It’s always nice to see the media pay attention to groups that are causing headaches for the Religious Right. Mark Oppenheimer of the New York Times had a piece over the weekend about The Satanic Temple, offering a few more details about the group know mostly known for its scary name and its ability to parrot religious claims in a way conservatives never intended:
Their religion, or anti-religion, has about 20 chapters and 20,000 Facebook followers, they say. With no full-time staff, the Satanic Temple has in three years achieved the kind of social media exposure usually reserved for pets in distress.
The Satanic Temple’s founders do not believe in tax exemptions for religious organizations, so have not asked for one; they also refuse to say what the Satanic Temple’s budget is. The organization has seven fundamental tenets, which the founders say are a work in progress, subject to change.
“It could be eight tomorrow, it could be six,” [co-founder Malcolm] Jarry said. The tenets include humanistic statements like “One’s body is inviolable, subject to one’s will alone” and “Beliefs should conform to our best scientific understanding of the world. We should take care never to distort scientific facts to fit our beliefs.”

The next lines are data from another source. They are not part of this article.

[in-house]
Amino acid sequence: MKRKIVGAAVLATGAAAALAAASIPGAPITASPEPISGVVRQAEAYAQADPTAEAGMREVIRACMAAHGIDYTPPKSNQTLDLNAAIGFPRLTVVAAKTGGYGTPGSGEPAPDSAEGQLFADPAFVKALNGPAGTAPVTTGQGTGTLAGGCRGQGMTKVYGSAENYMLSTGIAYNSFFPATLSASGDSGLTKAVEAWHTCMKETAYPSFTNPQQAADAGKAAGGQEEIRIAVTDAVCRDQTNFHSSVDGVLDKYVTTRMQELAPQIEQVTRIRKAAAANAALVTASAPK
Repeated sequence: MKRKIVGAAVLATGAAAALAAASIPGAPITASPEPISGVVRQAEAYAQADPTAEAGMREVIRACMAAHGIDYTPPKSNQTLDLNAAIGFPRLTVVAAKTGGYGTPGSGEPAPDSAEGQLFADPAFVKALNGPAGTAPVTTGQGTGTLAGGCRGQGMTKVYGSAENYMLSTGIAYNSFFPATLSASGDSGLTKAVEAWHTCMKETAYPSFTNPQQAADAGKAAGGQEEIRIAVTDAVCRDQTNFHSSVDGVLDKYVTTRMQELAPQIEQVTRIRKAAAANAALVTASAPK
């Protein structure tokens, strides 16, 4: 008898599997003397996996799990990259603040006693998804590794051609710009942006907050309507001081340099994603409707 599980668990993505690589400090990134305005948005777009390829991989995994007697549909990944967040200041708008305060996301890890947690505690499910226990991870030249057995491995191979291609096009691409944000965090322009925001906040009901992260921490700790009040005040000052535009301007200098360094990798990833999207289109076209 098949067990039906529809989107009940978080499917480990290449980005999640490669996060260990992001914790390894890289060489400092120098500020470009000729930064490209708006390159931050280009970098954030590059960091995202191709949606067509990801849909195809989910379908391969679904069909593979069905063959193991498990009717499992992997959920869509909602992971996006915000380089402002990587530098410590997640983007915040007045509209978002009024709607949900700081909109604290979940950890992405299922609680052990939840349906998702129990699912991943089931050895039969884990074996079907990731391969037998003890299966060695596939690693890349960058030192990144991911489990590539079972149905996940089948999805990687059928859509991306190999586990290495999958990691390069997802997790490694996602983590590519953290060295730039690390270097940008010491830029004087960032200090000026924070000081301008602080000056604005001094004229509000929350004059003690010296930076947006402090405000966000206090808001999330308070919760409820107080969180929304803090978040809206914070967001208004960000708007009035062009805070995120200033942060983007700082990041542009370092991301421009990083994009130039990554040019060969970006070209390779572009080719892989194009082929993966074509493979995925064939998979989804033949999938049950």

The Satanic Temple leaders get the benefit of claiming to be a real religion. So while atheists sometimes have to strain to explain why we should be treated like other faiths in the legal system, that’s not in doubt with Satanists. And, as we’re seeing in Oklahoma and Missouri, Lucien Greaves‘ team is happy to take pages out of the Christian playbook and use it against them.
If conservative Christians want to stop the Satanists, it may ultimately require giving up some of their own privilege.